In the meantime, Elspeth is brought to Daniel Lovegrave, who is instructed to manipulate her engrams in order to make her obedient to Captain Nsanzuwera. Instead, he informs her of the real origin of the white devils. After killing the captain and Cody Corbin, Nick releases the modified children and the mission workers, and leaves the Dead Zone – but not without taking the last specimen of the white devils with him. Leaving the Dead Zone via a ship on the Congo River and heading towards a new life, Elspeth finally tells Nick the truth about the white devils: they are Matthew Faber's and Daniel Lovegrave's genetically modified clones.

Interest Areas

Body Transformations

In White Devils, body modifications are in vogue. There are, for example, gene modifications that result in bleached skin, infrared-eysight or luminous tattoos. While these are brought about voluntarily, the "plastic disease" is an illness caused by genetically engineered bacteria transmitted by blackflies. It leads first to a softening of human tissue and then to paralysis.

Apart from transformations on a genetic level, there are also more crude attempts to modify bodies in White Devils: through the implantation of sharp, spiked teeth in children, criminals try to reshape them "white devils", the latter being genetically modified clones.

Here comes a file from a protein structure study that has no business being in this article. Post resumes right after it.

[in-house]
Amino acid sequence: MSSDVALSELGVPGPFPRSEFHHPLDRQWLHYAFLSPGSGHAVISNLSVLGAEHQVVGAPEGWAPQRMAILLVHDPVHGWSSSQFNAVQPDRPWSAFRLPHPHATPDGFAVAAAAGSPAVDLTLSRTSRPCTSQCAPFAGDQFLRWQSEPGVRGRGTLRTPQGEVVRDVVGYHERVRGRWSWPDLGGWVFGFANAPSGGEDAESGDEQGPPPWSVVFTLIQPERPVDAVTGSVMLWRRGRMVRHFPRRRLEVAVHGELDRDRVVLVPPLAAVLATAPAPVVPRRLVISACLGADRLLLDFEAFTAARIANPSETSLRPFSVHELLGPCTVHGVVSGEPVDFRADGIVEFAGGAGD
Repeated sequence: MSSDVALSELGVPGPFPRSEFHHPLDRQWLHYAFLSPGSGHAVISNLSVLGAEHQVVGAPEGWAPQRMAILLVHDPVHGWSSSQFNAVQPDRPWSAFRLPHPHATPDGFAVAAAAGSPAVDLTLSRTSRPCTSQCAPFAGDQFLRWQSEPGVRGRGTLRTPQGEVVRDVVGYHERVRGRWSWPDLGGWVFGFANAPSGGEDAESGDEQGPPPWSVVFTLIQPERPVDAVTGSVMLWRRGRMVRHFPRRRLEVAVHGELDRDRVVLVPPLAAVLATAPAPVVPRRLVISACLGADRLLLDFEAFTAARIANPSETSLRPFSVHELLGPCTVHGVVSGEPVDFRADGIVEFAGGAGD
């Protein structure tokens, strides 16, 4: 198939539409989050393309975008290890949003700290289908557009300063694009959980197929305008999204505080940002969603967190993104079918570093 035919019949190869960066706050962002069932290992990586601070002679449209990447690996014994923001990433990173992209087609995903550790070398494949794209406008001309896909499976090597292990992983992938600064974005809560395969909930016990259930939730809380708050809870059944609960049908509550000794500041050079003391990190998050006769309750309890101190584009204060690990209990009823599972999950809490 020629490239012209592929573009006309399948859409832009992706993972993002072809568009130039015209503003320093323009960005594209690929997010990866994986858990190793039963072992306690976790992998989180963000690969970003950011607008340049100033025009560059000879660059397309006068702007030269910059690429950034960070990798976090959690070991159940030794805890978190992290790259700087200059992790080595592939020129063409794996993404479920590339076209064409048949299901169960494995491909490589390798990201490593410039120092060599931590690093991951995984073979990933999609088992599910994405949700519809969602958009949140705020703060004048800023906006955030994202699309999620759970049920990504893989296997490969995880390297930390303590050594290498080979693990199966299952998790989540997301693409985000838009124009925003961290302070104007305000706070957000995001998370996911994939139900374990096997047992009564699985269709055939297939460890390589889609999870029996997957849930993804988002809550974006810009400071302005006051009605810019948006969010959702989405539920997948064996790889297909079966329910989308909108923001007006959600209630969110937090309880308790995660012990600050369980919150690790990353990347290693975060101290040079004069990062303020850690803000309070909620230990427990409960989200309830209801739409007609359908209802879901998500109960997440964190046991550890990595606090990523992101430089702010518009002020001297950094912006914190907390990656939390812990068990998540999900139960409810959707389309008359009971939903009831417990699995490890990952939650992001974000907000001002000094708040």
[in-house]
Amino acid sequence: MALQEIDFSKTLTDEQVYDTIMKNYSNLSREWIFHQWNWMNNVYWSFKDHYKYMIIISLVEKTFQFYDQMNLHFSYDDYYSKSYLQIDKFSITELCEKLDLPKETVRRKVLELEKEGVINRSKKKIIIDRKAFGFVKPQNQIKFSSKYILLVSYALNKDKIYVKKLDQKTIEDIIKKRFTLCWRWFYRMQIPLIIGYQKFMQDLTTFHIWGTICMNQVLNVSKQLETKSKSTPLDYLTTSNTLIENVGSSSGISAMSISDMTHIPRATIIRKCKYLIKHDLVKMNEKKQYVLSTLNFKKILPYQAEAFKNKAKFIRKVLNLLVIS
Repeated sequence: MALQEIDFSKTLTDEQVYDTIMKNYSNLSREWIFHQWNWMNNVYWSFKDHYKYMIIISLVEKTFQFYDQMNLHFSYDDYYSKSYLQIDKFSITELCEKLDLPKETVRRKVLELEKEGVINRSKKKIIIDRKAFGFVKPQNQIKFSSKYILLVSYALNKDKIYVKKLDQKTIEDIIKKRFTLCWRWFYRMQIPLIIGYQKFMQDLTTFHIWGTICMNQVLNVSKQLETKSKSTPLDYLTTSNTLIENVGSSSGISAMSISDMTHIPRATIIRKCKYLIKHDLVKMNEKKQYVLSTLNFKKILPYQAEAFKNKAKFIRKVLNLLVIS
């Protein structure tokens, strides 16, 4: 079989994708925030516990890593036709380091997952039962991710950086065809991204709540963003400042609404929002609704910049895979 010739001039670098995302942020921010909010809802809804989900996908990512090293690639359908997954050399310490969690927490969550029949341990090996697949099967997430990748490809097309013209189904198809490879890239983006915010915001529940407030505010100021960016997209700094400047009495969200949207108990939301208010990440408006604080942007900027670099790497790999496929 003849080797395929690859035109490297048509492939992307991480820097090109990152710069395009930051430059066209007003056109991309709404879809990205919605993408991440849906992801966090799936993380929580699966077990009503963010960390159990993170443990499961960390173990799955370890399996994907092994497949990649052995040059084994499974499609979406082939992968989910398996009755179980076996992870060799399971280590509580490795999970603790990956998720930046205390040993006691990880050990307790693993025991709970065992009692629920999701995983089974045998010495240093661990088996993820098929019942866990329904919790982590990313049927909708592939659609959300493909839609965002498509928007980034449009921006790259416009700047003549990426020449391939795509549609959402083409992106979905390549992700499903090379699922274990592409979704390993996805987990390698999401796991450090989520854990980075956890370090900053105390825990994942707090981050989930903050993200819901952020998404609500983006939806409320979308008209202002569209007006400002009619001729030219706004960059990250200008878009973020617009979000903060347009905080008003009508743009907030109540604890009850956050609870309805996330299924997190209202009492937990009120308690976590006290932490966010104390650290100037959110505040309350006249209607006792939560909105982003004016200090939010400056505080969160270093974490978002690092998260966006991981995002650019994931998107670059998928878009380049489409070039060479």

The central applications of bioengineering in White Devils include cloning and the re-creation of extinct life forms.

Life Creation

The Gentle People are reverse-engineered, re-created australopithecines afarensis, whose engram for hostility towards alien species has been excised, hence their name. While their creators claim that they made the Gentle People using chimpanzee ova, it is revealed in the course of the novel that actually human ova were used, something that is against the law.


The second application of bioengineering is to bring back and re-create individuals that have only recently died. Nick, the protagonist, turns out to be his brother's clone. The fact that Nick's mother, with the help of an Italian doctor, had her first son cloned after his premature death, seems to be directly inspired by, Severino Antinori, the real-life Italian scientist who is determined to be the first to clone a human. Concerns about the possible ailments of cloned humans, stirred by observations that cloned animals are prone to suffer from certain diseases and weaknesses, are also reflected in the character of Nick, who has a heart attack at an early age. Furthermore, the novel raises the problematic issue that cloning a lost child might bring back a copy of the 'original': Nick resembles his brother outwardly, but not in character, and he refuses to act as a mere replacement – something his mother is not willing to accept.